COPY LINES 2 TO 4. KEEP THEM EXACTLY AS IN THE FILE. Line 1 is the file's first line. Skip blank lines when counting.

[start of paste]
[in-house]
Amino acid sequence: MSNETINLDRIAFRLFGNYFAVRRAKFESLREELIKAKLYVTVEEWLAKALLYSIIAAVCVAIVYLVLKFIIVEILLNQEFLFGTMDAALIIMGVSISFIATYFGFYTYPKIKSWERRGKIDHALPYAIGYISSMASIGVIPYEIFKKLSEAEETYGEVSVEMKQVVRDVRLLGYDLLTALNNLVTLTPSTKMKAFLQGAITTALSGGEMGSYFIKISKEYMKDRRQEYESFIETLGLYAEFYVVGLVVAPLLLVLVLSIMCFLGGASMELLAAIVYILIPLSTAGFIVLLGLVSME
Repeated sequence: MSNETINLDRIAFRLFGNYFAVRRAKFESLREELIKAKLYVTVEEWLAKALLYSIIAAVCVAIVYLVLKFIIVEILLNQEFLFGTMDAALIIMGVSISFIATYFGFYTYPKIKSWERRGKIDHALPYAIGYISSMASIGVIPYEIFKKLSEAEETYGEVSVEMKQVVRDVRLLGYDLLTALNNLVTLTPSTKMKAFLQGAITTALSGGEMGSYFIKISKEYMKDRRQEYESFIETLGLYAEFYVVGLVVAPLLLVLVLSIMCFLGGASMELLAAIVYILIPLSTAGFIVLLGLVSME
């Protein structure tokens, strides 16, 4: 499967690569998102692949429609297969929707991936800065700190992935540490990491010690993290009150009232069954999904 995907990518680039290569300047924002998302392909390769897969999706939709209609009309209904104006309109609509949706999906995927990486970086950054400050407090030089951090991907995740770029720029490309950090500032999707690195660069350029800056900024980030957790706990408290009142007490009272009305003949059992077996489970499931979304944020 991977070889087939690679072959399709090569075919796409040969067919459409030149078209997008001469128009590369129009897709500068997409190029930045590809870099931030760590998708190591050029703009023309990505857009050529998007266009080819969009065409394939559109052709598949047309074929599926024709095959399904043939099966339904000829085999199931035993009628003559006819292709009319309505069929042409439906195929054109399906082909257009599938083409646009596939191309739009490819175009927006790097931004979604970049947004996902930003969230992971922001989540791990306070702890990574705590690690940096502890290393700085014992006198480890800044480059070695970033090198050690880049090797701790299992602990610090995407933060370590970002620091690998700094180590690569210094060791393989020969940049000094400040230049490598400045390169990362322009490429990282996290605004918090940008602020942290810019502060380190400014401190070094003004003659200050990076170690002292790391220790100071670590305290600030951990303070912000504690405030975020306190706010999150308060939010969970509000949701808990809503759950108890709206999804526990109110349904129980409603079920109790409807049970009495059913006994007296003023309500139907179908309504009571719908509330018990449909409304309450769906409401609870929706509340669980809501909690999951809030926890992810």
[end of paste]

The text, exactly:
Amino acid sequence: MSNETINLDRIAFRLFGNYFAVRRAKFESLREELIKAKLYVTVEEWLAKALLYSIIAAVCVAIVYLVLKFIIVEILLNQEFLFGTMDAALIIMGVSISFIATYFGFYTYPKIKSWERRGKIDHALPYAIGYISSMASIGVIPYEIFKKLSEAEETYGEVSVEMKQVVRDVRLLGYDLLTALNNLVTLTPSTKMKAFLQGAITTALSGGEMGSYFIKISKEYMKDRRQEYESFIETLGLYAEFYVVGLVVAPLLLVLVLSIMCFLGGASMELLAAIVYILIPLSTAGFIVLLGLVSME
Repeated sequence: MSNETINLDRIAFRLFGNYFAVRRAKFESLREELIKAKLYVTVEEWLAKALLYSIIAAVCVAIVYLVLKFIIVEILLNQEFLFGTMDAALIIMGVSISFIATYFGFYTYPKIKSWERRGKIDHALPYAIGYISSMASIGVIPYEIFKKLSEAEETYGEVSVEMKQVVRDVRLLGYDLLTALNNLVTLTPSTKMKAFLQGAITTALSGGEMGSYFIKISKEYMKDRRQEYESFIETLGLYAEFYVVGLVVAPLLLVLVLSIMCFLGGASMELLAAIVYILIPLSTAGFIVLLGLVSME
């Protein structure tokens, strides 16, 4: 499967690569998102692949429609297969929707991936800065700190992935540490990491010690993290009150009232069954999904 995907990518680039290569300047924002998302392909390769897969999706939709209609009309209904104006309109609509949706999906995927990486970086950054400050407090030089951090991907995740770029720029490309950090500032999707690195660069350029800056900024980030957790706990408290009142007490009272009305003949059992077996489970499931979304944020 991977070889087939690679072959399709090569075919796409040969067919459409030149078209997008001469128009590369129009897709500068997409190029930045590809870099931030760590998708190591050029703009023309990505857009050529998007266009080819969009065409394939559109052709598949047309074929599926024709095959399904043939099966339904000829085999199931035993009628003559006819292709009319309505069929042409439906195929054109399906082909257009599938083409646009596939191309739009490819175009927006790097931004979604970049947004996902930003969230992971922001989540791990306070702890990574705590690690940096502890290393700085014992006198480890800044480059070695970033090198050690880049090797701790299992602990610090995407933060370590970002620091690998700094180590690569210094060791393989020969940049000094400040230049490598400045390169990362322009490429990282996290605004918090940008602020942290810019502060380190400014401190070094003004003659200050990076170690002292790391220790100071670590305290600030951990303070912000504690405030975020306190706010999150308060939010969970509000949701808990809503759950108890709206999804526990109110349904129980409603079920109790409807049970009495059913006994007296003023309500139907179908309504009571719908509330018990449909409304309450769906409401609870929706509340669980809501909690999951809030926890992810």